gress that seems positioned to slow the pace of progress on the issue. Despite the challenges ahead on climate change in Washington, Democrats seem to be committed to pressing forward on the topic in spite of a Republican-dominated House of Representatives. At the same time, the Environmental Protection Agency (EPA) has begun releasing bits and pieces of its plans to regulate GHG in the near future. We’ll have to see how Congress addresses both pressure from the executive branch and movement by the EPA on this topic in the coming year. It certainly appears as though the future of climate change regulation at the federal level will be as entertaining to watch in 2011 as it was in 2010. In the meantime, many other states and groups of states continue to follow a path similar to California’s. Some are setting their own GHG reduction targets and timeframes in the absence of federal leadership on the issue. Most recently, in late December Massachusetts set out goals for GHG emissions reductions. While the measures taken and tools used to reach these goals may vary, the movement and continued interest at the state level is encouraging for those interested in nationwide GHG reductions and a solid market for forestry-based offsets. So, what can we expect to see in 2011? ica’s Private Forests, a report examining how increased housing density near and on private forests is threatening habitat for plants and animals already at risk of decline or extinction. The report, the third in the “Forests on the Edge” series, provides details on at-risk species, including the Delmarva Fox Squirrel of the Chesapeake Bay region, one of the largest squirrels in the Western Hemisphere; the diminutive Key Deer, found only in the Florida Keys; and the Sonoma and Santa Barbara populations of the California Tiger Salamander. “Over half of America’s forests are privately owned and are under pressure from housing development, pests, diseases, and fire,” said Forest Service Chief Tom Tidwell in an announcement about the report. “Future development is likely to result in a decrease of private forest habitat for many at-risk species. This report will be a valuable tool for conservationists to assist in planning future developments and identifying at-risk species.” Cattle Help Restore Degraded Soil According to a study funded by the US Department of Agriculture’s Agriculture Research Service (ARS), cattle can help restore degraded soil. Soil degradation is a common result of decades of field plowing, and often the depleted land reverts back to forests and pastures. The soil in these discarded plots is robbed of nutrients and organic matter. Researchers tested cattle grazing on degraded soil to determine if the activity would have any effect on restoring depleted nutrients. During a 12year period, 18 paddocks were used to monitor the soils’ response to different land-management practices. In the end, the paddocks with medium to heavy grazing proved to be the best way to sequester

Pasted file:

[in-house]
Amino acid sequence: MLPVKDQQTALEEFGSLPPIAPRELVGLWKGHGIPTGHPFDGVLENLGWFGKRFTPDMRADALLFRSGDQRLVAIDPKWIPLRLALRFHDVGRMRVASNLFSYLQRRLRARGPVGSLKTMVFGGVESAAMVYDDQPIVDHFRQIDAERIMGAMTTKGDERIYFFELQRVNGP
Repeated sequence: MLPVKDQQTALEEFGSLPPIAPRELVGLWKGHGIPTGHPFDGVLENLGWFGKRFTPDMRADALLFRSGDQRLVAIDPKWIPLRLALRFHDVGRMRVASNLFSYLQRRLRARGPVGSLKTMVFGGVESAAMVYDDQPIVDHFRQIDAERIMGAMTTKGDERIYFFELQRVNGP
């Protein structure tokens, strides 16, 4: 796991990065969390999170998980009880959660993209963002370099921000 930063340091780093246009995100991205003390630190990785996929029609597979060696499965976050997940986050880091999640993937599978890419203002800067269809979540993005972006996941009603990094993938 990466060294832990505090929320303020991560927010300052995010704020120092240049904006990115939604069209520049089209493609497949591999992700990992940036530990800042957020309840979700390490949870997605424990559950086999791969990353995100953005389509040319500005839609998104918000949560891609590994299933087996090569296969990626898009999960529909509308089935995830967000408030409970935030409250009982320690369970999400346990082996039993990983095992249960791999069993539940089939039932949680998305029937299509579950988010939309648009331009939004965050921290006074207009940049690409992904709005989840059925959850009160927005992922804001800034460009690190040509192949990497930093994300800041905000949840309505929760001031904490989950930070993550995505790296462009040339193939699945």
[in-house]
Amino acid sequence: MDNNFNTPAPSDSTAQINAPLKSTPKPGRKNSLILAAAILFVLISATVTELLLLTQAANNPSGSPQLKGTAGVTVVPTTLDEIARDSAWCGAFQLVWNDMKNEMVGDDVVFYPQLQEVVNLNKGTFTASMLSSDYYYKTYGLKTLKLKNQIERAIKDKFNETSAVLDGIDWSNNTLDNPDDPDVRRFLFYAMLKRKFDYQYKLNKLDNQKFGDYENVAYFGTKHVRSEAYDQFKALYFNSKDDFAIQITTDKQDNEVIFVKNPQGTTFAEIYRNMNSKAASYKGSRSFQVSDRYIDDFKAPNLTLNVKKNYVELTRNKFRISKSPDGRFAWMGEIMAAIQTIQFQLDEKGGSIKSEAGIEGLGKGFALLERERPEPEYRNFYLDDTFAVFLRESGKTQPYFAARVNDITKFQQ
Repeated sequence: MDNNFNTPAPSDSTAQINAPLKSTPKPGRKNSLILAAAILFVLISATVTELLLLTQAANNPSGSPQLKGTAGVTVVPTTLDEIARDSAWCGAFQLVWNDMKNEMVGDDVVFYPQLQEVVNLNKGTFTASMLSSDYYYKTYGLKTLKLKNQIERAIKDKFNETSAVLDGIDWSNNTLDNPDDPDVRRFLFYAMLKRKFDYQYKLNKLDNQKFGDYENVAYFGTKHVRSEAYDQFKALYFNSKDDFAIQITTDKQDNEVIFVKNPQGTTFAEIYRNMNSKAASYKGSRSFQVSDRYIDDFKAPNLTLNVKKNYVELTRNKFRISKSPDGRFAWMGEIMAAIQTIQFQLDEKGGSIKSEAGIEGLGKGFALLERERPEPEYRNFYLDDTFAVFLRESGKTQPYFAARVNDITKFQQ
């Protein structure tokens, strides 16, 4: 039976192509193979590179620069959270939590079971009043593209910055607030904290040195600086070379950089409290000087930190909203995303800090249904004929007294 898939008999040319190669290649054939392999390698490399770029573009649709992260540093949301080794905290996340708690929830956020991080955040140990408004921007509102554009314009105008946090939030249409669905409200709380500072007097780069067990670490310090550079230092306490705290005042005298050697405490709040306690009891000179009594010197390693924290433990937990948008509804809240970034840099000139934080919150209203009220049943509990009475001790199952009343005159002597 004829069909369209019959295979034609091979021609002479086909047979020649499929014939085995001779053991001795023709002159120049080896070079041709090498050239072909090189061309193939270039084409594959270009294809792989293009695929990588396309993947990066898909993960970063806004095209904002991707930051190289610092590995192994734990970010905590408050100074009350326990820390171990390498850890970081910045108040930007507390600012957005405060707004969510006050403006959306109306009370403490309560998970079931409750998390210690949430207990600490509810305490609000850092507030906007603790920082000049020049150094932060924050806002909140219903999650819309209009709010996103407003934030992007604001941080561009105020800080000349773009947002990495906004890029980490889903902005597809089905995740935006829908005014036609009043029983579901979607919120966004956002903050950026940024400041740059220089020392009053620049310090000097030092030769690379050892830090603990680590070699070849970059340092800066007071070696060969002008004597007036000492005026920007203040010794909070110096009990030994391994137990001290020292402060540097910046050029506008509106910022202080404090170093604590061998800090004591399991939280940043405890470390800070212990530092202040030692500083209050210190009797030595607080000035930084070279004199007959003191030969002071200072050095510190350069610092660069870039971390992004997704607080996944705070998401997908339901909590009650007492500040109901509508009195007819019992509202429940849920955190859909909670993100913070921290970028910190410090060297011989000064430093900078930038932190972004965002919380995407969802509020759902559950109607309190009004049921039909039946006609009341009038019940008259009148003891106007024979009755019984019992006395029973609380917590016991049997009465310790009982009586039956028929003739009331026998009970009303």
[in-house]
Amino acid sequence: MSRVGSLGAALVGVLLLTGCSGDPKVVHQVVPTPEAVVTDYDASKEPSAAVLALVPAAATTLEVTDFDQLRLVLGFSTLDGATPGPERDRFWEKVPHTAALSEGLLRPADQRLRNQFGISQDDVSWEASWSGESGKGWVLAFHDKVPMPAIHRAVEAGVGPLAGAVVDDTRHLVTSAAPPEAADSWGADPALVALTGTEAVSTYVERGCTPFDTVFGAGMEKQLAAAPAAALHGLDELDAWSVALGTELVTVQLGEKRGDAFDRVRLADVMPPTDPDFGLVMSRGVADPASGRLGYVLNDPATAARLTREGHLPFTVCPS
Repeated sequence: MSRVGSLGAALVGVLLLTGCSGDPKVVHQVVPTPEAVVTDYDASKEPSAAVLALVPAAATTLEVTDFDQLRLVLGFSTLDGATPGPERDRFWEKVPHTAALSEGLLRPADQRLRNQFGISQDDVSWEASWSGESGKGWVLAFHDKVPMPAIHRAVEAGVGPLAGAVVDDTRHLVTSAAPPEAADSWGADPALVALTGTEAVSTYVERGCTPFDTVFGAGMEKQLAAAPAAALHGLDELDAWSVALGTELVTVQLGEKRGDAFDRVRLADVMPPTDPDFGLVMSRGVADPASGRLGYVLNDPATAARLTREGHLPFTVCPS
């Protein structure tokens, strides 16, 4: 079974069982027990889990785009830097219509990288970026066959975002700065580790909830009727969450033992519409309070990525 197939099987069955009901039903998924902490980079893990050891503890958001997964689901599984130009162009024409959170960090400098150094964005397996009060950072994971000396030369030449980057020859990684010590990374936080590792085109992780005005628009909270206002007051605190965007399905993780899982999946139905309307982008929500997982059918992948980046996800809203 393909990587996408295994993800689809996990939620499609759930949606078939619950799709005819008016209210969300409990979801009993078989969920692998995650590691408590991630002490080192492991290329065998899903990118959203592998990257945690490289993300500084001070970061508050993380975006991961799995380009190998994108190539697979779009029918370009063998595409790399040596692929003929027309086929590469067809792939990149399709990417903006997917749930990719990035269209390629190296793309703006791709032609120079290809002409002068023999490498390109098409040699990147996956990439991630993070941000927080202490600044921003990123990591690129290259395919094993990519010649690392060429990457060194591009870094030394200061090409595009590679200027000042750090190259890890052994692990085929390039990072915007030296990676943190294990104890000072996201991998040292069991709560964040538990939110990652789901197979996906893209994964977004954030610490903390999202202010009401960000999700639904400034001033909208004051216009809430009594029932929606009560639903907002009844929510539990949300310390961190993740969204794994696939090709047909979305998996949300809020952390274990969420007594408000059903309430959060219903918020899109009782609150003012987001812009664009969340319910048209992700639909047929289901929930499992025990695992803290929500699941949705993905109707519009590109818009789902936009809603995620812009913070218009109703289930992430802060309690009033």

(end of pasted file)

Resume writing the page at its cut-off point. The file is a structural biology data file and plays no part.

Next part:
Well, everyone has opinions, but here’s mine: We’ll probably see a heated debate on Capitol Hill that results in some small steps toward federal involvement in GHG regulation this year, spurred primarily by the efforts of the EPA, and I expect the market for compliance-grade forest offsets (ARB) to continue to grow rapidly ahead of this. Demand for purely voluntary offsets in 2011 should be stable at modest levels. This market could grow somewhat this year should the general economic condition in this country improve. Leaders in the voluntary carbon category will likely be more established registries such as the Voluntary Carbon Standard (VCS), pre2005 CAR, and ACR, but I also expect that some of the local trading and unique carbon solutions developed over the past years will persist. In any event, the carbon market roller coaster looks to continue into the near future. Hopefully, the path to a pay day for forestry will become clearer and more scalable in the year to come. Matt Smith, CF, is vice president of forest operations at Finite Carbon Corp. Contact him at firstname.lastname@example.org. To read past installments of Smith’s Forest Carbon Marketplace, visit the “Climate & Carbon” page on the SAF website at www.eforester.org/fp/climatechange.cfm and scroll down to the “carbon markets” heading. nitrogen and carbon in the soil. “From an environmental standpoint, grazing has traditionally been viewed as less desirable than leaving the land unused. However, these results demonstrate that if producers allow cattle to moderately graze pastures, they’ll be restoring soil quality and cutting greenhouse gases by keeping carbon in the soil as organic matter, rather than releasing it into the atmosphere as carbon dioxide,” said Alan Franzluebbers, an ARS ecologist and the author of a paper about the study published in the November/December 2010 issue of Soil Science Society of America Journal.